By Erika Brown Thomas
No matter how many times it has been done or redone, there is something about love, betrayal and the opportunity for murder that seduces audiences to watch show after show featuring the same plot.
Boy meets girl meets boy: and thus was the love triangle of Bailiwick Chicago’s Murder Ballad and as the final number states, “That’s entertainment (until it happens to you)!”
Julia Jordan (Concept, Book and Lyrics) and Juliana Nash (Music and Lyrics) delve into the fascinating and mature audience realm of murder, sex, mystery and rock ballads. The well-contrived lyrics propel the show from beginning to end with humor, poignancy and, at times, dark anger and blatant violence. While enjoyable in the moment, the musical compositions as a whole leave the listener wanting more variety in tone, harmonic movement and style, although to be fair, the title does specifically state its preference for ballads.
James Beaudry (Director and Choreographer) has found the perfect balance of atmosphere, fun and machination to make this murder mystery come alive. From audience members sitting at tables on and around the stage to an actual sing-a-long of the Appalachian sweetheart murder ballad, “Tom Dooley,” every moment of the show is crafted to ensure audience involvement and an up close and personal experience of the production.
Nicholas Davio (Musical Director) coaches an excellent musical performance with tightly balanced harmonies from the cast and great dynamic distribution from the pit.
Although no instrumentalists are listed in the program a small band of musicians plays the 75-minute show. These performers were wonderful and certainly deserve credit for the their performances as much as the actors on stage. While labeled a rock musical, Murder Ballad really falls more into the rock opera genre, as there are no spoken words not belonging to a musical sequence.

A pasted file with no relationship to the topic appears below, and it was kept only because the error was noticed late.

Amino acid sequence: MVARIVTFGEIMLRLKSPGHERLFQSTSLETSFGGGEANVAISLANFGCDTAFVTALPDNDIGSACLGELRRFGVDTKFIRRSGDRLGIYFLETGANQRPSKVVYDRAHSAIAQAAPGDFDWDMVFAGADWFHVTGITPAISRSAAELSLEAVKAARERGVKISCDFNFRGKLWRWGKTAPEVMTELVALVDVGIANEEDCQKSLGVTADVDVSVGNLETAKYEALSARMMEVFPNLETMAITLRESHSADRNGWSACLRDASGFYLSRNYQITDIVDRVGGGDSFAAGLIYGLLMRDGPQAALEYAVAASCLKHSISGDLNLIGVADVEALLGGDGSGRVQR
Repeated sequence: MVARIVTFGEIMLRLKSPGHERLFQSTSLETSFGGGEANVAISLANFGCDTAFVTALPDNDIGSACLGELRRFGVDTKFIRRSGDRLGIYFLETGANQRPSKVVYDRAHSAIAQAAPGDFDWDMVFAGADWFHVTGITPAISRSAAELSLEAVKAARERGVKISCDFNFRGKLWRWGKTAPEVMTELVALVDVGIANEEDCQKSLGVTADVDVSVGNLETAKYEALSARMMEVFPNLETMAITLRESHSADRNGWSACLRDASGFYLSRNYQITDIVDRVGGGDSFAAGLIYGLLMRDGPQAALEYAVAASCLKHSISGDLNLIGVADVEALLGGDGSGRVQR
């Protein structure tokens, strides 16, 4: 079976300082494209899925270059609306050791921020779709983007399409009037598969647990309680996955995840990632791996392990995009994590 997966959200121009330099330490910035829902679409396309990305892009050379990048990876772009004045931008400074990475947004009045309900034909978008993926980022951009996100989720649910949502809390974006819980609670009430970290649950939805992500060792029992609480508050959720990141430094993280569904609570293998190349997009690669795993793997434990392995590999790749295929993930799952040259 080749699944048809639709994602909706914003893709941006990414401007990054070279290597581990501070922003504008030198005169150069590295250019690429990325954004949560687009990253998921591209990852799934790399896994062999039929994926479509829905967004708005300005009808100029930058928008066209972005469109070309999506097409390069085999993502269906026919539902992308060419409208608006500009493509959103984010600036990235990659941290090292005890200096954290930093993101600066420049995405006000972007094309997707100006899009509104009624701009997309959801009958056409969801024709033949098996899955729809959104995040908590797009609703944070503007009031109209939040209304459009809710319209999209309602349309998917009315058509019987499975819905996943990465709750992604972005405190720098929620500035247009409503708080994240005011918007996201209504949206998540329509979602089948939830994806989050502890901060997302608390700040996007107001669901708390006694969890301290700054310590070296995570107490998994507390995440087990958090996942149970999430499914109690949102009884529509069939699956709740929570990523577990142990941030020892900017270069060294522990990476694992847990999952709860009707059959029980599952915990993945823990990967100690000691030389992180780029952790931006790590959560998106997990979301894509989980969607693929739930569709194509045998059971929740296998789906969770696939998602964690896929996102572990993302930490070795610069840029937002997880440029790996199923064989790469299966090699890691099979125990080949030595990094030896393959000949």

Amanda Horvath (Sara) delivers a strong performance as a woman torn between two men: a passionate lover and a safe and loving husband. From the toes of her high-heeled boots to quite literally the quaking ends of her hair, Horvath is every inch the tormented love interest.
Chris Logan plays Tom, the “dangerous” boyfriend from the past with high energy and intensity. He seems to have the most legitimate grasp on the vocal technique that goes hand in hand with the style–complete with manipulation of vowels and words in unexpected, but usually satisfying musical phrases. His extremely creepy stalking song, “I’ll Be There,” showcases his ability to transfix an uncomfortable audience.
As the “good guy and lover of poetry,” Matt W. Miles (Michael) portrays the unsuspecting husband, communicating with depth as he weaves a multi-faceted view of the joys and difficulties of love and marriage.
Camille Robinson (Narrator) is the standout performer of the evening, displaying incredible vocal chops and sensitivity to the intrigue surrounding the mysteries and secrets of a murderous storyline. Unfortunately, her microphone on opening night seemed to have a few minor issues at the beginnings of many of her musical entrances, but the problem was more or less worked out before the show concluded.
The show is highly entertaining and an enjoyable, affordable opportunity for an adult night out with friends. Arrive early to indulge in a bar offering of Finch’s Craft Beer, wine (red or white) and specialty cocktails and the chance to chat with interact with the cast members.
“Murder Ballad” runs though Saturday, May 9, at the Flat Iron Arts Building, 1579 N. Milwaukee Ave., Chicago. Curtain times for Thursday and Friday are at 8 pm with two shows on Saturday beginning at 5:30 and 9 pm. Ticket prices range from $30-$40 and are available online here. $25 tickets are available for groups of 10 or more by calling (773) 969–6201.